As for myself, I've never thought much about time management. If you're passionate about what you do, you never worry about how you're managing your time. I believe that passion is central to success. For the first 20 years of its existence, my store was a 24-hour-a-day occupation for me. I did my own buying. And I swept the sidewalk every day.
On the whole, I'd rather do things myself. If you hand a job to someone else, you end up spending your time managing that person, and you neglect your own responsibilities. Don't get me wrong; I'm all for delegating. I delegate management duties so that I can spend my time more usefully — by helping other people.
Chuck Williams (email@example.com) founded Williams-Sonoma in the California wine-country town of Sonoma in 1956. It started as a small hardware shop that also sold specialty cookware imported from France. Williams sold the business to Howard Lester in 1978, and together they created Williams-Sonoma Inc., which now owns such companies as Pottery Barn and Hold Everything, as well as Williams-Sonoma. The company went public in 1983.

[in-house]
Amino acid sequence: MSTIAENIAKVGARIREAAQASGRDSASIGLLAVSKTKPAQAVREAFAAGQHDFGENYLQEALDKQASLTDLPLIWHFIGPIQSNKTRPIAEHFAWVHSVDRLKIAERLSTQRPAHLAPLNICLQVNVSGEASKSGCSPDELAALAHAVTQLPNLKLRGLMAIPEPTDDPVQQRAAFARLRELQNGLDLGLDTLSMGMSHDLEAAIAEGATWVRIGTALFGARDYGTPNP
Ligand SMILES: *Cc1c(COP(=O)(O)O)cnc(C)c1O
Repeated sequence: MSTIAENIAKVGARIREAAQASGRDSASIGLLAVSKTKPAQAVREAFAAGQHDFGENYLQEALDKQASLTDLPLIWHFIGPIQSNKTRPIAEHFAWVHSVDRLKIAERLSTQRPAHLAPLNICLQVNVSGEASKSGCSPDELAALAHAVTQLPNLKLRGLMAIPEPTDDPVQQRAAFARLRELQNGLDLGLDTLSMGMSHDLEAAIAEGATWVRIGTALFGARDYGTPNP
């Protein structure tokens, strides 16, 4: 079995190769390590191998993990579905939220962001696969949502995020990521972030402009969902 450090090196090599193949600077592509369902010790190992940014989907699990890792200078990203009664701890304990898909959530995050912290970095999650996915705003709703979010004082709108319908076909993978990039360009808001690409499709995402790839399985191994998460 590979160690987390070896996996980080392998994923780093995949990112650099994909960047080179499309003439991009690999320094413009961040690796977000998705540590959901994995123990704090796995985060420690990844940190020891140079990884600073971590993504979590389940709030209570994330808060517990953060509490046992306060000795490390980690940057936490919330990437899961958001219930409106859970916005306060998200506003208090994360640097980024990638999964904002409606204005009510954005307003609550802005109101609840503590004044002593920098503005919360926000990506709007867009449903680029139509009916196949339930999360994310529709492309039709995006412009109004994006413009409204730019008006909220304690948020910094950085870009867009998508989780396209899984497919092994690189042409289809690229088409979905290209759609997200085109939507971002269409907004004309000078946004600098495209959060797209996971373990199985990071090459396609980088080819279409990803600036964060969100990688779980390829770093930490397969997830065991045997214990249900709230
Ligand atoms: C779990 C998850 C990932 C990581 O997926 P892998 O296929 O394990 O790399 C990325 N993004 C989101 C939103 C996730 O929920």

Cirque du Soleil
The most valuable time-management technique that I've learned is patience. Patience is a muscle that I strengthen every day. As an artistic coordinator, I spend most of my work time coaching performers. Cirque du Soleil performers are very vulnerable because they put their whole selves into their work. You have to be as much a friend to them as you are a director. And you have to deal with problems right away, so that they don't ferment. For instance, one of our performers is from the Ivory Coast. She doesn't speak English, and she doesn't know much about our culture. As a result, she's very insecure, and she gets frustrated a lot. So we have to be very patient with her, and we have to show her how to do everything twice. I frequently have to help her calm down.